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Classic Mustang Topics - Problems with Vintage Mustang

Updated on November 2, 2010

Some Issues After Purchasing My 67 Classic Mustang Fastback

These are some of the issues I had after purchasing my classic mustang.

Engine: was not an issue with my 67 mustang fastback. but this is probably an issue with most. I was lucky that my 289 was rebuilt and only had about 500 miles. Just be careful, and be prepared for the worst. Check all VIN numbers to make sure they match.

Cooling: it had a rebuilt 289 motor, which ran like a new motor. However, it ran hotter than I liked during the warmer months. Because the motor was rebuilt, I started replacing items that I thought would help it run cooler. Bottom line, replacing the radiator with a larger radiator did the trick.

Tires: Tires and rims were probably the next thing I bought for my 67 classic mustang. However before settling on what you see in the photo, I had some smaller rims and tires, and was just never happy.

Ignition: Even though I basically had a new motor, the distributor and points were still classic. So, I replace the points with a more robust electronic ignition set-up with pertronix.

Rust: my initial overview of the 67 classic mustang while I was purchasing was great in regards to rust. I saw some superficial rust here and there but nothing major. Well, after messing around with it, one day i was sitting in the passenger side, and felt the floor give. I pulled back the carpet, and it looked pretty bad. The rust was from years of a bad heater core leaking undetected.


Radiators, on a day to day basis have a hard job. They have to transfer a great deal of energy to the environment. Your classic mustang's engine generates a lot of heat energy under normal daily driving conditions. When the outside air temperature increases during the summer months, it creates a more challenge for the combustion engine to transfer heat to the atmosphere. This causes the classic mustang engine to run hotter.

What I had to do to be able to enjoy my fastback without overheating:

Start by replacing the thermostat. While you are doing this, replace the water pump with a high flow aluminum water pump. If it is still running hot, replace that stock radiator with a new 4 Roll radiator, filled with 50% distilled water and 50% antifreeze.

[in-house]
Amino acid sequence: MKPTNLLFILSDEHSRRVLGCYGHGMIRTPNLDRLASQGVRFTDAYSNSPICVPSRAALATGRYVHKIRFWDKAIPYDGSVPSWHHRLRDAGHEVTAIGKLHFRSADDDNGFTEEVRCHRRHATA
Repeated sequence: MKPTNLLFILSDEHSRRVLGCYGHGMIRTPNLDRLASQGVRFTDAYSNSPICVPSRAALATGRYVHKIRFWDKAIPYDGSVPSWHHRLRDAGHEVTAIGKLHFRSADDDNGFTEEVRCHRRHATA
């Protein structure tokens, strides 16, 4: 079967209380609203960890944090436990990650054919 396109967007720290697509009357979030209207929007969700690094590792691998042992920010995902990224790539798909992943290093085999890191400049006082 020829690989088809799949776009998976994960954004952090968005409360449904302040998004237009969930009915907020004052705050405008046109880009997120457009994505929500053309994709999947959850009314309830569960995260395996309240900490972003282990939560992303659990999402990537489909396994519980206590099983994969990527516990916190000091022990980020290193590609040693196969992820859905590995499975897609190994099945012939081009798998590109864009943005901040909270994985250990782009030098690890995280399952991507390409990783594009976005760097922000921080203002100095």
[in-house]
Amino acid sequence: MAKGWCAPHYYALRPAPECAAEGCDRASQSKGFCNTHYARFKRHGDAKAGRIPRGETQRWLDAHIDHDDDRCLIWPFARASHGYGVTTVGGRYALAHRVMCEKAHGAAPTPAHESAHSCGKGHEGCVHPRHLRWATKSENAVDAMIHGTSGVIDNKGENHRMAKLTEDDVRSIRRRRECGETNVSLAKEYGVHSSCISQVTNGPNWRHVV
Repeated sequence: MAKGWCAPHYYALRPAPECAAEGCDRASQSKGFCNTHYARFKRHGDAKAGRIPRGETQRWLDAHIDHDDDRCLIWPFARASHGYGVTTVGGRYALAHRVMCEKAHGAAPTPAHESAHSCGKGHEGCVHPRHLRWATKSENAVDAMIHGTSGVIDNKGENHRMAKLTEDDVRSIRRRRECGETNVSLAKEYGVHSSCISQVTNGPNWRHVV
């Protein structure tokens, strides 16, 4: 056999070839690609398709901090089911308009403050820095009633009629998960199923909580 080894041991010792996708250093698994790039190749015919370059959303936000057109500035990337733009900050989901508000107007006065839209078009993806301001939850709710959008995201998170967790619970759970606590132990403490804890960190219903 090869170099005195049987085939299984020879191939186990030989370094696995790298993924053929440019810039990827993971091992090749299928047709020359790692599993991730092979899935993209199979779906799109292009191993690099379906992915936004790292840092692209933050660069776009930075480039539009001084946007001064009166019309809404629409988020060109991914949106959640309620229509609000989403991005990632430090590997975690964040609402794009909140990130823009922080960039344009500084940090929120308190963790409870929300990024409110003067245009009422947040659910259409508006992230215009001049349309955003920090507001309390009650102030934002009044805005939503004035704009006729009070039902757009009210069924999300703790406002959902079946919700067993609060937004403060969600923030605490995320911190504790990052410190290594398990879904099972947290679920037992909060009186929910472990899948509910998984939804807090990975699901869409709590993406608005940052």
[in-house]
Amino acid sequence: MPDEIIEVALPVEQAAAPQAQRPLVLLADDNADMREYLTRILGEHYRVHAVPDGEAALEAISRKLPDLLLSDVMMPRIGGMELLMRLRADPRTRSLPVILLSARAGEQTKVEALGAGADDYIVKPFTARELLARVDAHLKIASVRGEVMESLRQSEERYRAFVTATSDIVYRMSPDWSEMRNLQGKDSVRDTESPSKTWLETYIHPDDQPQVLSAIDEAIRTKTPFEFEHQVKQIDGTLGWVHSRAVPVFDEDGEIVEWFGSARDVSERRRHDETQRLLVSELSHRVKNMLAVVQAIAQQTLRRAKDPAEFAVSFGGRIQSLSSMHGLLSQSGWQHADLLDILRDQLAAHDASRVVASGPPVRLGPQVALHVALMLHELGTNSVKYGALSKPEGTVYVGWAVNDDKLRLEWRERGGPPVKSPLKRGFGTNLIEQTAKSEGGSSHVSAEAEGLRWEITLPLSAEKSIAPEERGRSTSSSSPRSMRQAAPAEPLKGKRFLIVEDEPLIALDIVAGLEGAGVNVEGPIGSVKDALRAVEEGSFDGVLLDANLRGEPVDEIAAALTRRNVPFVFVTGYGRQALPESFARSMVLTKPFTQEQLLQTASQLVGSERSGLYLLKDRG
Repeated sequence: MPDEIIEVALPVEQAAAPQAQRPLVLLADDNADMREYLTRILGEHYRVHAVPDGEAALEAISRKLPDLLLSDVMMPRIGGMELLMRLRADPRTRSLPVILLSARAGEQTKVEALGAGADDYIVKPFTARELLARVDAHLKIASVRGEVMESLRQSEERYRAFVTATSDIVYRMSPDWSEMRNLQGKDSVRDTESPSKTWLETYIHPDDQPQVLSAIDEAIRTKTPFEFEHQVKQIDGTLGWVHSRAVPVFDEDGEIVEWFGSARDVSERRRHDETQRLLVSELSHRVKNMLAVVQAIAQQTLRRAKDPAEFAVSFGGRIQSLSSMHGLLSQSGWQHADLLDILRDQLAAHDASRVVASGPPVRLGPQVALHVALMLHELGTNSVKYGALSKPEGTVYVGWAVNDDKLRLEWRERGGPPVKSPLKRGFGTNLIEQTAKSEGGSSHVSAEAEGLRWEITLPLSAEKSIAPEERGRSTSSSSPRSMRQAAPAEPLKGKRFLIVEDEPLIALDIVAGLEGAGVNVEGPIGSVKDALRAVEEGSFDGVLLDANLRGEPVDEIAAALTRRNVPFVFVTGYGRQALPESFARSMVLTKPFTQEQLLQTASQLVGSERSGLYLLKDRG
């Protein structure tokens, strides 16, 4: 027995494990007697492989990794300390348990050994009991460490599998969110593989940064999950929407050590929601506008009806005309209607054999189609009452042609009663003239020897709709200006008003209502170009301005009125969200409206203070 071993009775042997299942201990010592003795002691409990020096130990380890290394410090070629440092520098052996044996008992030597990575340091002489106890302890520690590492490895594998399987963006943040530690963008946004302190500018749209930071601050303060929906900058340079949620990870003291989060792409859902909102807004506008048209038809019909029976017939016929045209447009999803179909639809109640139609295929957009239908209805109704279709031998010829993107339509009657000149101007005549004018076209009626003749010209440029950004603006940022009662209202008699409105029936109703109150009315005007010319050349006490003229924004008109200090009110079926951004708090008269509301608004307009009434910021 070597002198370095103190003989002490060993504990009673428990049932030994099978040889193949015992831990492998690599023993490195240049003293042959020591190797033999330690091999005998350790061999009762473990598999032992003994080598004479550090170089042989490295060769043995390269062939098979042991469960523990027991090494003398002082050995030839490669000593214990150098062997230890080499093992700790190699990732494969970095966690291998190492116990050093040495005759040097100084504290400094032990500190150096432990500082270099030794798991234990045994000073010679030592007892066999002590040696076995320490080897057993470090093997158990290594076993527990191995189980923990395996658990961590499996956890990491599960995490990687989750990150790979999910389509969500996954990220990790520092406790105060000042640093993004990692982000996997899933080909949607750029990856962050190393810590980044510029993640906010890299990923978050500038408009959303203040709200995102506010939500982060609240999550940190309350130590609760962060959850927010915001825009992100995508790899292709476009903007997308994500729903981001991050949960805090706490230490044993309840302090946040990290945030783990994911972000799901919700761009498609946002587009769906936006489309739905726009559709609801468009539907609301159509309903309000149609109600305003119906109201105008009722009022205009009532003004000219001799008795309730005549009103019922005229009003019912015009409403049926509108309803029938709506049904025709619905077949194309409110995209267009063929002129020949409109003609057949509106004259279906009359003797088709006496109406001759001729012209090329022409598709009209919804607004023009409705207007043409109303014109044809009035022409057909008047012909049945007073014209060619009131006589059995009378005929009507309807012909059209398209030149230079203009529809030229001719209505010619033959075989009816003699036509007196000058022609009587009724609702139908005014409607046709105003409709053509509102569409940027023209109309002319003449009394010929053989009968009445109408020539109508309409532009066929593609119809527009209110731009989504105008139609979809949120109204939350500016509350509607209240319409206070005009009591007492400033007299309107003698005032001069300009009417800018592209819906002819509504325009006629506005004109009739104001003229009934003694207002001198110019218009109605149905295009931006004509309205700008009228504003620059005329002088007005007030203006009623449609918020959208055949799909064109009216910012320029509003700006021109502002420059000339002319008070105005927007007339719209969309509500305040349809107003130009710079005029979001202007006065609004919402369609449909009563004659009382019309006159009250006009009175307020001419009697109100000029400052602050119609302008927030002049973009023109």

Larger diameter Wheels and wider tires are probably one of the first things people purchase for their classic mustang.

To be safe, some experts suggest a 16-inch wheel is the ideal diameter for 65-73 Mustang, such as 16x8-inch Vintage 45s. A 67-73 Mustang can easily accommodate a 17-inch wheel, as long as wheel offset is correct and the tire isn't too large. As for tire sizes, facts show that on a 16-inch wheel, 225/50R16, 245/50R16, and 255/50R16 tires fit well on '67 and newer cars, while several sizes fit nicely on 15-inch wheels fo '65-'66, including 215/60R15s, 22550R15s, and 205/55R15s. For 17s, a 245/45R17 is a good size.

If you want to add a little sportiness to your classic mustang, replace those 14 inch stock rims/tires with at least a set of 16x8 in the rear, and 16x7 up front. Of course, purchase a set of the American Racing Torq Thrust II's. I was worried about scrubbing, but found out that 225x50 upfront and 245x50 in the rear with no scrubbing. Tires will make such a difference in its look and stance.


Replace those old worn out points with a durable and reliable electronic ignition by Pertronix. Easy to install, and have the security of knowing your classic mustang will crank up.

The factory recommended setting of 10-11 degrees. There are many additional factors when dealing with the ultimate timing. One main item many people overlook is the condition of their distributor. Always check for shaft movement from side to side, as this will greatly affect performance. There should be no detectable movement. In addition, the base plate that the points or in Pertronix unit, is secured to often will have excessive play at the pivot point. Once all of these items have been addressed, and it is determined that all is well, make sure there are no vacum leaks.


Rust has been a problem for Mustangs for as long as there have been Mustangs. Just several months after the Mustang was introduced in 1964, a Ford Technical Service Bulletin was issued to notify dealers about possible cowl-vent leakage and a fast service department fix. Still, cowl vents leaked all over the carpeting anyway, causing serious floorpan and kick-panel rust-through. This has been the lament of classic Mustang enthusiasts for at least the last 20 years.

Of course the rust issues in a classic mustang is more than just floorpans. Trunk areas are another big problem area due to the rear-window and trunk-lid seals. Leaking cowl vents caused the quarter panel and wheelhouse to rust  also. Front framerails and inner fender aprons are both  areas of corrosion problem because they were not always galvanize. 

I know when I purchased my classic mustang, I thought I looked in all the obvious places for rust, but negelected to look under the front passenger side carpet. Once I got it home and started messing around with it, I discovered the passenger side floor pan had rust holes all in it. The mustang was known to have heater core issues, which would leak onto the passenger side without the owner being aware of this before it's too late.

If your classic mustang fogs up inside when the heater is turned on, or you smell antifreeze, look under the carpet and check out the heater core. Good chance it's leaking.


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